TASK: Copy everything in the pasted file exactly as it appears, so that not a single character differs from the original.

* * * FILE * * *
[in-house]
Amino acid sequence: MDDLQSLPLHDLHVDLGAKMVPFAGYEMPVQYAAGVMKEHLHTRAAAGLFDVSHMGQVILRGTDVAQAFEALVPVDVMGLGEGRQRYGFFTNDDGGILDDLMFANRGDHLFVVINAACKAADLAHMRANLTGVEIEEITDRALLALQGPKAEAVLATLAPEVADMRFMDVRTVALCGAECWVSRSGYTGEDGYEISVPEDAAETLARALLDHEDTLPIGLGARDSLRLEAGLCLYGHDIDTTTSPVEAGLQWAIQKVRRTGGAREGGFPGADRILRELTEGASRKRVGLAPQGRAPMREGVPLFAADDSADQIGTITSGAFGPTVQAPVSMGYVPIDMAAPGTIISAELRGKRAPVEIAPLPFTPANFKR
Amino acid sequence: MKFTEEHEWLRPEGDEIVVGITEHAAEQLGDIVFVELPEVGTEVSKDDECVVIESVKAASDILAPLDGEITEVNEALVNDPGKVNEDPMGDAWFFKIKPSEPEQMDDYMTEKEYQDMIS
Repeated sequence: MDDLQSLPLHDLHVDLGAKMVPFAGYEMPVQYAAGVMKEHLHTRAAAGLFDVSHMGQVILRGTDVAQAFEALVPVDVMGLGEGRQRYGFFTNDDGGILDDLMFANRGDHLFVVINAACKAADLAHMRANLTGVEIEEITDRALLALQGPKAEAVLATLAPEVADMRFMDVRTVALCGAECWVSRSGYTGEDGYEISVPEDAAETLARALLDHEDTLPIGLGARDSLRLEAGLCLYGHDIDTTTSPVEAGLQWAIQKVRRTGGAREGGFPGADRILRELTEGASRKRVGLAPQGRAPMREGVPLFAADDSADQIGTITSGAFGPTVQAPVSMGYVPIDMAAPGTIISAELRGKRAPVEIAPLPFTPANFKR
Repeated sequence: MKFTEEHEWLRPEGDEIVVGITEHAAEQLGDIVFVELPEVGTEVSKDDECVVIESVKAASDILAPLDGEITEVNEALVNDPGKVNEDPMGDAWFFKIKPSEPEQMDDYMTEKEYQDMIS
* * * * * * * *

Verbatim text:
[in-house]
Amino acid sequence: MDDLQSLPLHDLHVDLGAKMVPFAGYEMPVQYAAGVMKEHLHTRAAAGLFDVSHMGQVILRGTDVAQAFEALVPVDVMGLGEGRQRYGFFTNDDGGILDDLMFANRGDHLFVVINAACKAADLAHMRANLTGVEIEEITDRALLALQGPKAEAVLATLAPEVADMRFMDVRTVALCGAECWVSRSGYTGEDGYEISVPEDAAETLARALLDHEDTLPIGLGARDSLRLEAGLCLYGHDIDTTTSPVEAGLQWAIQKVRRTGGAREGGFPGADRILRELTEGASRKRVGLAPQGRAPMREGVPLFAADDSADQIGTITSGAFGPTVQAPVSMGYVPIDMAAPGTIISAELRGKRAPVEIAPLPFTPANFKR
Amino acid sequence: MKFTEEHEWLRPEGDEIVVGITEHAAEQLGDIVFVELPEVGTEVSKDDECVVIESVKAASDILAPLDGEITEVNEALVNDPGKVNEDPMGDAWFFKIKPSEPEQMDDYMTEKEYQDMIS
Repeated sequence: MDDLQSLPLHDLHVDLGAKMVPFAGYEMPVQYAAGVMKEHLHTRAAAGLFDVSHMGQVILRGTDVAQAFEALVPVDVMGLGEGRQRYGFFTNDDGGILDDLMFANRGDHLFVVINAACKAADLAHMRANLTGVEIEEITDRALLALQGPKAEAVLATLAPEVADMRFMDVRTVALCGAECWVSRSGYTGEDGYEISVPEDAAETLARALLDHEDTLPIGLGARDSLRLEAGLCLYGHDIDTTTSPVEAGLQWAIQKVRRTGGAREGGFPGADRILRELTEGASRKRVGLAPQGRAPMREGVPLFAADDSADQIGTITSGAFGPTVQAPVSMGYVPIDMAAPGTIISAELRGKRAPVEIAPLPFTPANFKR
Repeated sequence: MKFTEEHEWLRPEGDEIVVGITEHAAEQLGDIVFVELPEVGTEVSKDDECVVIESVKAASDILAPLDGEITEVNEALVNDPGKVNEDPMGDAWFFKIKPSEPEQMDDYMTEKEYQDMIS